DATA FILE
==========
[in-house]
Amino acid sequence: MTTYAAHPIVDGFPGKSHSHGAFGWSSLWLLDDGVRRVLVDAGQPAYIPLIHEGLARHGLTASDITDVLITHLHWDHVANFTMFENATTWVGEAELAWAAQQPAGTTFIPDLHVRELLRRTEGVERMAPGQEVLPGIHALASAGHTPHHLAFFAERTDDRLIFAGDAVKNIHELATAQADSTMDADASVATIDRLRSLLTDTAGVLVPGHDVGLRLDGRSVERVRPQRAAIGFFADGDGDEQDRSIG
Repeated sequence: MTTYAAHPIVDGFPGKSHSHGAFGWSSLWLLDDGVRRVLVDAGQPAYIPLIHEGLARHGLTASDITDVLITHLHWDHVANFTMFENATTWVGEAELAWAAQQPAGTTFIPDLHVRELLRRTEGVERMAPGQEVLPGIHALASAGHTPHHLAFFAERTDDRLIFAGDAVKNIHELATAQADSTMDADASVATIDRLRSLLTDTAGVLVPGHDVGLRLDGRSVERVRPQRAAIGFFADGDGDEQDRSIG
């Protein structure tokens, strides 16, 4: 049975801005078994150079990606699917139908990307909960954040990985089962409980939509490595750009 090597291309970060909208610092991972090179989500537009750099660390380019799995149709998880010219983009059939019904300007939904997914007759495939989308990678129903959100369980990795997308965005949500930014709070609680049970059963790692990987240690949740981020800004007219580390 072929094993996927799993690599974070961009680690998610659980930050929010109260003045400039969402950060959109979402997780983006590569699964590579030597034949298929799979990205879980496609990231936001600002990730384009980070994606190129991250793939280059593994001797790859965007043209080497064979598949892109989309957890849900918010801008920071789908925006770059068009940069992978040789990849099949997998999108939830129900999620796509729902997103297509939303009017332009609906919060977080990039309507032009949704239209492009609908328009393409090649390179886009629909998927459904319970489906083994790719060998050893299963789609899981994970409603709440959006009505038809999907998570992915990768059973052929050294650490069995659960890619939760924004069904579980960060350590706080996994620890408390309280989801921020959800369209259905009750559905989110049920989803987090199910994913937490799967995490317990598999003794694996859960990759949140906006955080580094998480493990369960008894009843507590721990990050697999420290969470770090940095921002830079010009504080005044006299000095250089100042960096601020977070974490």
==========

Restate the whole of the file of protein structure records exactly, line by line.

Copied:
[in-house]
Amino acid sequence: MTTYAAHPIVDGFPGKSHSHGAFGWSSLWLLDDGVRRVLVDAGQPAYIPLIHEGLARHGLTASDITDVLITHLHWDHVANFTMFENATTWVGEAELAWAAQQPAGTTFIPDLHVRELLRRTEGVERMAPGQEVLPGIHALASAGHTPHHLAFFAERTDDRLIFAGDAVKNIHELATAQADSTMDADASVATIDRLRSLLTDTAGVLVPGHDVGLRLDGRSVERVRPQRAAIGFFADGDGDEQDRSIG
Repeated sequence: MTTYAAHPIVDGFPGKSHSHGAFGWSSLWLLDDGVRRVLVDAGQPAYIPLIHEGLARHGLTASDITDVLITHLHWDHVANFTMFENATTWVGEAELAWAAQQPAGTTFIPDLHVRELLRRTEGVERMAPGQEVLPGIHALASAGHTPHHLAFFAERTDDRLIFAGDAVKNIHELATAQADSTMDADASVATIDRLRSLLTDTAGVLVPGHDVGLRLDGRSVERVRPQRAAIGFFADGDGDEQDRSIG
């Protein structure tokens, strides 16, 4: 049975801005078994150079990606699917139908990307909960954040990985089962409980939509490595750009 090597291309970060909208610092991972090179989500537009750099660390380019799995149709998880010219983009059939019904300007939904997914007759495939989308990678129903959100369980990795997308965005949500930014709070609680049970059963790692990987240690949740981020800004007219580390 072929094993996927799993690599974070961009680690998610659980930050929010109260003045400039969402950060959109979402997780983006590569699964590579030597034949298929799979990205879980496609990231936001600002990730384009980070994606190129991250793939280059593994001797790859965007043209080497064979598949892109989309957890849900918010801008920071789908925006770059068009940069992978040789990849099949997998999108939830129900999620796509729902997103297509939303009017332009609906919060977080990039309507032009949704239209492009609908328009393409090649390179886009629909998927459904319970489906083994790719060998050893299963789609899981994970409603709440959006009505038809999907998570992915990768059973052929050294650490069995659960890619939760924004069904579980960060350590706080996994620890408390309280989801921020959800369209259905009750559905989110049920989803987090199910994913937490799967995490317990598999003794694996859960990759949140906006955080580094998480493990369960008894009843507590721990990050697999420290969470770090940095921002830079010009504080005044006299000095250089100042960096601020977070974490």